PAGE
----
LAMB: What impact did Cambridge have on you?
LAPHAM: Cambridge showed me the difference between an American university education and an English university education. I learned to admire C. S. Lewis who was then at Cambridge and E. M. Forester, who was then at Cambridge, and so I was allowed into the presence of men whom I thought exemplary in many ways.
LAMB: Were you concerned when you wrote this book that you were stepping on a lot of toes and that you might not be welcome in some places that you use to go to?
LAPHAM: No, because writing a monthly column for Harper's magazine for a number of years, I've already stepped on quite a few toes, so I don't expect any new doors will be closed.
LAMB: Has there been any different reaction to this book, say, than the magazine? Are people buying this book that don't normally buy Harper's?
LAPHAM: I think so. I think so. I'm beginning to get letters from people who aren't familiar with what I've written, and it's very encouraging.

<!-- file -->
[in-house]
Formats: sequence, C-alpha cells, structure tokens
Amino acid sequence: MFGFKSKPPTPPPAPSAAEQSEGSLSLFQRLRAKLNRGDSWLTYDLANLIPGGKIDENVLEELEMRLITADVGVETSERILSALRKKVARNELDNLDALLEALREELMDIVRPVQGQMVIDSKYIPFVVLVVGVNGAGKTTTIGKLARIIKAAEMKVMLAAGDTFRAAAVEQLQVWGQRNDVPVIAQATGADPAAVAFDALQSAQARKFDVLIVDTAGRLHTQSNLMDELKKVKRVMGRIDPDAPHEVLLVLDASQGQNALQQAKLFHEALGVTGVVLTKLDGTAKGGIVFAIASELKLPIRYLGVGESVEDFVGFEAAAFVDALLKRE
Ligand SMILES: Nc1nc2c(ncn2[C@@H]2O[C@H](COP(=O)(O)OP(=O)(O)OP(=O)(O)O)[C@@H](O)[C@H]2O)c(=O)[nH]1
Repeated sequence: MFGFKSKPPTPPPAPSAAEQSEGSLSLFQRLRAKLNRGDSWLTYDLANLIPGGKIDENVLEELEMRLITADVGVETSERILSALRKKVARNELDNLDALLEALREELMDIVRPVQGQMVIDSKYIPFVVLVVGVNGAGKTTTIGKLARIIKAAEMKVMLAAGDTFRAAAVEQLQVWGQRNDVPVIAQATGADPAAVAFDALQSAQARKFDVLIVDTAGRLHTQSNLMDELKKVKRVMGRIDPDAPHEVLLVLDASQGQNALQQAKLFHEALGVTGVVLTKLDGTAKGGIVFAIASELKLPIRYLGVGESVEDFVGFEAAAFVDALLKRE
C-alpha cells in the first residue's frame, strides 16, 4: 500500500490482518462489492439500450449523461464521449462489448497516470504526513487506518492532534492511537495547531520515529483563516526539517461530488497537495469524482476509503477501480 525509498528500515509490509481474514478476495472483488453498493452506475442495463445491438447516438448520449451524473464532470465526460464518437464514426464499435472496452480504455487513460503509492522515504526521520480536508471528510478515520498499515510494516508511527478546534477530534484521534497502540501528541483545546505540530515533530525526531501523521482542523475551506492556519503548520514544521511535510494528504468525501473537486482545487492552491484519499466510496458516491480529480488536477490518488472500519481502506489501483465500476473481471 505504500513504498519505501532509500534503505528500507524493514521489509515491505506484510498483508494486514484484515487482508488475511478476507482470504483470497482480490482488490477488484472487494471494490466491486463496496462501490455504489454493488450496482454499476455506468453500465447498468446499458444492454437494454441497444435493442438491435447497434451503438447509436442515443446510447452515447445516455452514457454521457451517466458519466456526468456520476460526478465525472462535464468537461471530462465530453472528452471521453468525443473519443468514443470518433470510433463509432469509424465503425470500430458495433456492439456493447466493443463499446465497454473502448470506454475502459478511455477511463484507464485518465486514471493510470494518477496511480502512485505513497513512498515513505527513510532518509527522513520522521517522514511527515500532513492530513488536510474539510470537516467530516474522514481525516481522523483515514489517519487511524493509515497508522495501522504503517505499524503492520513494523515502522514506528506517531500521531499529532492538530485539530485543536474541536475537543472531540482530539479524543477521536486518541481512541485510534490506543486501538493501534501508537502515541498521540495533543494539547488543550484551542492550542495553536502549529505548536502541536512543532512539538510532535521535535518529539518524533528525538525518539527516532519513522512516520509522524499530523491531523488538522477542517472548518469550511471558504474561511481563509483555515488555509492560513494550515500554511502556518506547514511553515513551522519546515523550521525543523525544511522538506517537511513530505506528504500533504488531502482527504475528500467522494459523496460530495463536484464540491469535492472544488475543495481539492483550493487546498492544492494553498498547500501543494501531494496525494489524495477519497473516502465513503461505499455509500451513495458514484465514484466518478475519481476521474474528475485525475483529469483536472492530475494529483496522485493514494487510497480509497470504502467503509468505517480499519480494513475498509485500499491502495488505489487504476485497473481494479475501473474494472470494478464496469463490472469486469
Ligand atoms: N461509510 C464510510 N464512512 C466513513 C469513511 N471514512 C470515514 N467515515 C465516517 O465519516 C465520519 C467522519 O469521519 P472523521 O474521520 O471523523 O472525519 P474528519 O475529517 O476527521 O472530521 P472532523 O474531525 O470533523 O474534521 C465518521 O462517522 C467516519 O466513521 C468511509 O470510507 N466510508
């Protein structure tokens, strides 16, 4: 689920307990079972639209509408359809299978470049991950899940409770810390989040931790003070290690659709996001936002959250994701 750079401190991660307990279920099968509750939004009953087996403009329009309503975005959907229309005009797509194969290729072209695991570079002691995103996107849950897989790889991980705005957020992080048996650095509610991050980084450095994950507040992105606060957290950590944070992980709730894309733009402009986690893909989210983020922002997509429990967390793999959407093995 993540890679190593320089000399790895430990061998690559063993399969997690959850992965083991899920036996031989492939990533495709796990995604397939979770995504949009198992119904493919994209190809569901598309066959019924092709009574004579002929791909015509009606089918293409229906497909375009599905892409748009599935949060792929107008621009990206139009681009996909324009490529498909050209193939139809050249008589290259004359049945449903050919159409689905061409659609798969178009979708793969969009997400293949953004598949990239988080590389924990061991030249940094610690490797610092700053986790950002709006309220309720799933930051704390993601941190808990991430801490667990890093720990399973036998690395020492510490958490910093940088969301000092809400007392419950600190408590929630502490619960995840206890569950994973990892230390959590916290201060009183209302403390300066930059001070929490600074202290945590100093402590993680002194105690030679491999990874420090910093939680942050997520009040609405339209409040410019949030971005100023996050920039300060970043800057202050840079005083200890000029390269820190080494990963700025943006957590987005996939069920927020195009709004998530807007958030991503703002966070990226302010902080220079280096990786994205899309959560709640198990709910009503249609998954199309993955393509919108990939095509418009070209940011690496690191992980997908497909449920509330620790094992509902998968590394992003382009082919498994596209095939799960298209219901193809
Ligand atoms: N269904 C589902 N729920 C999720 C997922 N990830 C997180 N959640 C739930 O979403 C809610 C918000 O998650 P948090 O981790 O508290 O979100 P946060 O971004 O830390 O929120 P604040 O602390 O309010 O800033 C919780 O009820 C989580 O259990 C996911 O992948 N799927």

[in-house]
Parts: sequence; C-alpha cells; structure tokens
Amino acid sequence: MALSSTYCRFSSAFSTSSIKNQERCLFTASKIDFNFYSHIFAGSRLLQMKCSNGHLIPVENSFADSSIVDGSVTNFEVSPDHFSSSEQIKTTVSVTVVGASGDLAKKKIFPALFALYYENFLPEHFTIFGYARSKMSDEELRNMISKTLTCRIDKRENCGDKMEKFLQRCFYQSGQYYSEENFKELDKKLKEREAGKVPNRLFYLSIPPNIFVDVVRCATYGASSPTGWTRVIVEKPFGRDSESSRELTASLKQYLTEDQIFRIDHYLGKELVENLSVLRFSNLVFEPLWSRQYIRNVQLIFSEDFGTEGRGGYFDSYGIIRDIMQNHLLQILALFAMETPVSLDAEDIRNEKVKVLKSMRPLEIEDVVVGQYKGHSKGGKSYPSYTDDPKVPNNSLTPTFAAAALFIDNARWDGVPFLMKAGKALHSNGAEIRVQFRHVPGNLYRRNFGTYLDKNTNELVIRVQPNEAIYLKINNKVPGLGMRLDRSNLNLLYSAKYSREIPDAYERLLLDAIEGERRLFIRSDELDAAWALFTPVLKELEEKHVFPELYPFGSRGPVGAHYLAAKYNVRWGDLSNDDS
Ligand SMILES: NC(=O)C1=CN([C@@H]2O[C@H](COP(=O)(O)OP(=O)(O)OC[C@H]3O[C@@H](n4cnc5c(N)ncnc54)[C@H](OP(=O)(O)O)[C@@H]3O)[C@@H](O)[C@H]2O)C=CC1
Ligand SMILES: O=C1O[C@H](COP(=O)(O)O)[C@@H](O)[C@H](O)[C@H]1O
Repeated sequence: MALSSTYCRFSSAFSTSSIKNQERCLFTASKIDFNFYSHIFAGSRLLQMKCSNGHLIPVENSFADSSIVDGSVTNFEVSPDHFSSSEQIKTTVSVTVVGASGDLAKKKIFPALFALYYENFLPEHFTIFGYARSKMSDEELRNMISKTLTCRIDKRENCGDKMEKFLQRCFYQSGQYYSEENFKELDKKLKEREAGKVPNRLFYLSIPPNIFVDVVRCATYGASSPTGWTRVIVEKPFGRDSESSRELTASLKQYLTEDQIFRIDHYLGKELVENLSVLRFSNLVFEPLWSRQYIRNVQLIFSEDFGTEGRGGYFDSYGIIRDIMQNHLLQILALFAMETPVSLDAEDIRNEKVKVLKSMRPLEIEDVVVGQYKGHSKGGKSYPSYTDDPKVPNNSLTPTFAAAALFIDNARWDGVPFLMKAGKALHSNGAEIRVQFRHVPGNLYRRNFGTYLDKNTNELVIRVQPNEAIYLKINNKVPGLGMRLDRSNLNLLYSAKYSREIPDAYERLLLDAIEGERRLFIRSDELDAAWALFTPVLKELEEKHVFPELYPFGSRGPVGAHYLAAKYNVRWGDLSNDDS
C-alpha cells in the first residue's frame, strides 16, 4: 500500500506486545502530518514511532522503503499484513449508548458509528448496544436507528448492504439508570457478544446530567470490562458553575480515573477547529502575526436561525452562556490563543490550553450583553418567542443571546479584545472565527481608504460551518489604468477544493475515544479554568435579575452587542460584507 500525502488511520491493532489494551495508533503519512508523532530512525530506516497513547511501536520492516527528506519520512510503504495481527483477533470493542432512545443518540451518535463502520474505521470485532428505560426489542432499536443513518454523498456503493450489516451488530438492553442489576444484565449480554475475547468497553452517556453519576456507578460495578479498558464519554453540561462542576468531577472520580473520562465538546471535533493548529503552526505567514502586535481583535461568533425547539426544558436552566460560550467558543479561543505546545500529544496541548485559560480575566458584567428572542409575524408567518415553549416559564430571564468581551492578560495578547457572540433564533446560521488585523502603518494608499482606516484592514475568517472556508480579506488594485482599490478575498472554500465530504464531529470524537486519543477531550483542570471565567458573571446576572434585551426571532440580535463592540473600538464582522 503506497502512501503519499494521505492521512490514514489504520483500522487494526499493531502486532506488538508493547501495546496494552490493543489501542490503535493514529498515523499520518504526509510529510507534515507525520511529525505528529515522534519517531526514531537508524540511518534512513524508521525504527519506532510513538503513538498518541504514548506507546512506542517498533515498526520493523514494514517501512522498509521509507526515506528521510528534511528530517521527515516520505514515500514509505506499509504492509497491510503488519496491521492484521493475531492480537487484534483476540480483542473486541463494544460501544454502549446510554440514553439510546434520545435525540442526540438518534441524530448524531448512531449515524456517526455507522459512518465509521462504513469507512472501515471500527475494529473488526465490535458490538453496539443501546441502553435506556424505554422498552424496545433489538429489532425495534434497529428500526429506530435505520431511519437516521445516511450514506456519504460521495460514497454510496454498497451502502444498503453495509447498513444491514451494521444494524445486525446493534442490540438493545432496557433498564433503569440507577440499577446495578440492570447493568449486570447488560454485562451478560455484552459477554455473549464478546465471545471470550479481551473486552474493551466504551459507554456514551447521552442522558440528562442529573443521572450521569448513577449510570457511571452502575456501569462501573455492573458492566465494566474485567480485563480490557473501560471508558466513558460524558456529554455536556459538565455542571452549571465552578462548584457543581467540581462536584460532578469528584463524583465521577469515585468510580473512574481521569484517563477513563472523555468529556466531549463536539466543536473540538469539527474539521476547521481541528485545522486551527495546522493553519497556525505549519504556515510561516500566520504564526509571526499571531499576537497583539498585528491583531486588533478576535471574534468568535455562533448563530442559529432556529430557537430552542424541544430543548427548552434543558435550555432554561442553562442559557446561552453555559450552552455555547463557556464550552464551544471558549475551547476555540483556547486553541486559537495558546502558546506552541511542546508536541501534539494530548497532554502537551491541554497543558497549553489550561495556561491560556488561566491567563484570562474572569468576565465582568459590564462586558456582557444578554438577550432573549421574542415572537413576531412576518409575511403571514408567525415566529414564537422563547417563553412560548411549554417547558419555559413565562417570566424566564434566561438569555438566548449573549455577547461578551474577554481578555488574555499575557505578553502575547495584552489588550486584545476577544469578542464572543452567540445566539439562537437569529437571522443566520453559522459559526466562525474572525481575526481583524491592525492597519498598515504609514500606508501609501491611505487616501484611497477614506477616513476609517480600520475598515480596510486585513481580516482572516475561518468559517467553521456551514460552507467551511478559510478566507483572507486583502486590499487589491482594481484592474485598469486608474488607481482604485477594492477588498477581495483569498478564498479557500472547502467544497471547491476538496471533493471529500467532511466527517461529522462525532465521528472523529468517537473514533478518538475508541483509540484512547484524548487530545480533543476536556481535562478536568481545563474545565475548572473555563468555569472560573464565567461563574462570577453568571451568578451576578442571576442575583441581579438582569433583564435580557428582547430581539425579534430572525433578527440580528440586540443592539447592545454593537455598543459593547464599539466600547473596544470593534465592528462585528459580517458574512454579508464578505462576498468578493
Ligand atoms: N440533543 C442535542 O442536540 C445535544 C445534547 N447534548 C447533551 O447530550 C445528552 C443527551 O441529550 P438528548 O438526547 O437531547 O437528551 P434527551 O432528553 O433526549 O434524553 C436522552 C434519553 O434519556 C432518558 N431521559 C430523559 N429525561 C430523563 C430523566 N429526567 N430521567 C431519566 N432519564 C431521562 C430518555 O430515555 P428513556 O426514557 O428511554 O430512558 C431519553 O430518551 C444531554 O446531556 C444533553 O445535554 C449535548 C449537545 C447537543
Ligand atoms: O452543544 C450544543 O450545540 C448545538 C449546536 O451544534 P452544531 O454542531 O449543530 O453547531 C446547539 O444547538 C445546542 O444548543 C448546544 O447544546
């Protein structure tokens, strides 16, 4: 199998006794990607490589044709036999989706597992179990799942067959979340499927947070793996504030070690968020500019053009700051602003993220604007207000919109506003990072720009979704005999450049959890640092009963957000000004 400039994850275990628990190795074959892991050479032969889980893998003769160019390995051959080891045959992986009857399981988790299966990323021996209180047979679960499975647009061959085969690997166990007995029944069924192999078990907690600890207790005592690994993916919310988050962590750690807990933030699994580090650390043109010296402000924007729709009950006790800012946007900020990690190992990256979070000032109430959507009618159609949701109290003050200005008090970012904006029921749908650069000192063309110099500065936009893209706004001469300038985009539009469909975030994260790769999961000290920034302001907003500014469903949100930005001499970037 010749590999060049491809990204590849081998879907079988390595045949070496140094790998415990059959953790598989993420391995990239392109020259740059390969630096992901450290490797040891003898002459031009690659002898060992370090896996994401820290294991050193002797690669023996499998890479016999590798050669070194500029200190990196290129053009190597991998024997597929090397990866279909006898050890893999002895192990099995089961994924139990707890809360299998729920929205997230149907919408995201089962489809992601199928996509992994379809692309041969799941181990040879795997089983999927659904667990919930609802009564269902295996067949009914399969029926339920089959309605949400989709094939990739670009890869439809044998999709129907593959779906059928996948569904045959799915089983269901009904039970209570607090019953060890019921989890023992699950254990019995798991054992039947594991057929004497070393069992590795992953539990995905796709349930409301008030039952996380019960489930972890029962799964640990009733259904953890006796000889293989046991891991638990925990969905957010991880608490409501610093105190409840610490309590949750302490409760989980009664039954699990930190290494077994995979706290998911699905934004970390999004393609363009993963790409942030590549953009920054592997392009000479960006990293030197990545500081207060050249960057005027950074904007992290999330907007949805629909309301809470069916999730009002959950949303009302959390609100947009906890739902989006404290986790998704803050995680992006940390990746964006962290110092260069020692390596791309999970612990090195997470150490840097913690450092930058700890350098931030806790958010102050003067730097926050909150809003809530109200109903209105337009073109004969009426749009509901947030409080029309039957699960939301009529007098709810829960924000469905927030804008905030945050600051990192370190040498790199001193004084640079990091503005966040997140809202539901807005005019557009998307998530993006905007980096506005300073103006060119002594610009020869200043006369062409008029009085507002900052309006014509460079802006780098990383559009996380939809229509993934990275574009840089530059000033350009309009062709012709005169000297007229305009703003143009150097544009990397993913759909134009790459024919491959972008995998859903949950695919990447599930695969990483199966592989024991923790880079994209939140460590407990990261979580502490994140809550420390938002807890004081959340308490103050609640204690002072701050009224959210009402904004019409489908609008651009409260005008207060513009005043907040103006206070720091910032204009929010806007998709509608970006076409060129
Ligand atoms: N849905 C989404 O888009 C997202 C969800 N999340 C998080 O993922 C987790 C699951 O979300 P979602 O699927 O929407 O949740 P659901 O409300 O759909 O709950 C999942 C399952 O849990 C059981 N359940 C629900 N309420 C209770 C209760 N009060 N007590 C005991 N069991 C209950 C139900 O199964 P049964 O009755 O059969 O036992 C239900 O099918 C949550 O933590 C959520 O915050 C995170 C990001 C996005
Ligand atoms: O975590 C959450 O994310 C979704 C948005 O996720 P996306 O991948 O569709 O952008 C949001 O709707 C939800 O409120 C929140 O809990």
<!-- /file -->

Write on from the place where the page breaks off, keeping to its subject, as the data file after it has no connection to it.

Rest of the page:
LAMB: How's it selling?
LAPHAM: I think it's selling quite well.
LAMB: What does that mean to you?
LAPHAM: All that means is my publisher tells me that it's doing well. I don't know what that means, but I also know that people go and ask for it in book stores and it's already been sold out and they've had to order another 20 copies.
LAMB: What's the circulation of Harper's?
LAMB: Is it making money?
LAPHAM: No. Harper's last year had its best year since 1962. We only lost $67,000.
LAMB: How long are you going to keep it up?
LAPHAM: I think we could keep up that loss for quite a long time.
LAMB: How about you? How long are you going to stay the editor?
LAPHAM: As long as I can get up in the morning and think that it's fun to go down to work.
LAMB: The next book?
LAPHAM: The next book is about Yale University.
LAPHAM: Published the fall of 1995.
LAMB: Our guest has been Lewis Lapham. He's the editor of Harper's and this is what the book looks like. The Wish for Kings: Democracy at Bay. Thank you very much.
LAPHAM: Thank you, Brian.
Copyright National Cable Satellite Corporation 1993. Personal, noncommercial use of this transcript is permitted. No commercial, political or other use may be made of this transcript without the express permission of National Cable Satellite Corporation.